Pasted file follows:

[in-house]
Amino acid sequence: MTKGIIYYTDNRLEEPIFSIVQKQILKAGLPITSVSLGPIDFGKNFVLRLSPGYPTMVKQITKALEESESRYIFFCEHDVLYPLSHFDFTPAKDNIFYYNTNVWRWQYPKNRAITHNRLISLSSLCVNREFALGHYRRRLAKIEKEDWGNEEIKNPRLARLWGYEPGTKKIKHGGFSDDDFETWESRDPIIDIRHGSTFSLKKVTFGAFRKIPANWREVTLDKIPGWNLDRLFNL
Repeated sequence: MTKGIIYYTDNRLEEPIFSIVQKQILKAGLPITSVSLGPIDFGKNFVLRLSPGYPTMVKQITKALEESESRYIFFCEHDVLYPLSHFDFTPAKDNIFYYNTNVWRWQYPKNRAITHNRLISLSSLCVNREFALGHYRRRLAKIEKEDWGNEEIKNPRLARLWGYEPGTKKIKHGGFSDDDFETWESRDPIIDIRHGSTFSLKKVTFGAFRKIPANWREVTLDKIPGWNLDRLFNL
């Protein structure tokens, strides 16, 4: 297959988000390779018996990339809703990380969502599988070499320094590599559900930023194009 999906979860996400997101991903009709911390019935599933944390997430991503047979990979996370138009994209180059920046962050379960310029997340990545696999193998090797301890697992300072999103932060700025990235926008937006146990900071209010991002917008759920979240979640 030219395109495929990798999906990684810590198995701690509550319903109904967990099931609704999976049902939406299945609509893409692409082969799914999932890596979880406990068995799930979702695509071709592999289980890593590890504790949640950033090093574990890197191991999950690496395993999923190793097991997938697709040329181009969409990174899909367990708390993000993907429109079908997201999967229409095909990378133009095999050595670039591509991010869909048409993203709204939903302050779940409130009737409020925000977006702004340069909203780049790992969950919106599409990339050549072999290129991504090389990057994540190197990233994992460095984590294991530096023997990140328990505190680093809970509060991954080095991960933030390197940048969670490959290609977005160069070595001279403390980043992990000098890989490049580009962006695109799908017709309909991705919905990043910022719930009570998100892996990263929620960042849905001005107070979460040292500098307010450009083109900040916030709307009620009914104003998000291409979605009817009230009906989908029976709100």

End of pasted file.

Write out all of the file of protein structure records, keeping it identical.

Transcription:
[in-house]
Amino acid sequence: MTKGIIYYTDNRLEEPIFSIVQKQILKAGLPITSVSLGPIDFGKNFVLRLSPGYPTMVKQITKALEESESRYIFFCEHDVLYPLSHFDFTPAKDNIFYYNTNVWRWQYPKNRAITHNRLISLSSLCVNREFALGHYRRRLAKIEKEDWGNEEIKNPRLARLWGYEPGTKKIKHGGFSDDDFETWESRDPIIDIRHGSTFSLKKVTFGAFRKIPANWREVTLDKIPGWNLDRLFNL
Repeated sequence: MTKGIIYYTDNRLEEPIFSIVQKQILKAGLPITSVSLGPIDFGKNFVLRLSPGYPTMVKQITKALEESESRYIFFCEHDVLYPLSHFDFTPAKDNIFYYNTNVWRWQYPKNRAITHNRLISLSSLCVNREFALGHYRRRLAKIEKEDWGNEEIKNPRLARLWGYEPGTKKIKHGGFSDDDFETWESRDPIIDIRHGSTFSLKKVTFGAFRKIPANWREVTLDKIPGWNLDRLFNL
């Protein structure tokens, strides 16, 4: 297959988000390779018996990339809703990380969502599988070499320094590599559900930023194009 999906979860996400997101991903009709911390019935599933944390997430991503047979990979996370138009994209180059920046962050379960310029997340990545696999193998090797301890697992300072999103932060700025990235926008937006146990900071209010991002917008759920979240979640 030219395109495929990798999906990684810590198995701690509550319903109904967990099931609704999976049902939406299945609509893409692409082969799914999932890596979880406990068995799930979702695509071709592999289980890593590890504790949640950033090093574990890197191991999950690496395993999923190793097991997938697709040329181009969409990174899909367990708390993000993907429109079908997201999967229409095909990378133009095999050595670039591509991010869909048409993203709204939903302050779940409130009737409020925000977006702004340069909203780049790992969950919106599409990339050549072999290129991504090389990057994540190197990233994992460095984590294991530096023997990140328990505190680093809970509060991954080095991960933030390197940048969670490959290609977005160069070595001279403390980043992990000098890989490049580009962006695109799908017709309909991705919905990043910022719930009570998100892996990263929620960042849905001005107070979460040292500098307010450009083109900040916030709307009620009914104003998000291409979605009817009230009906989908029976709100």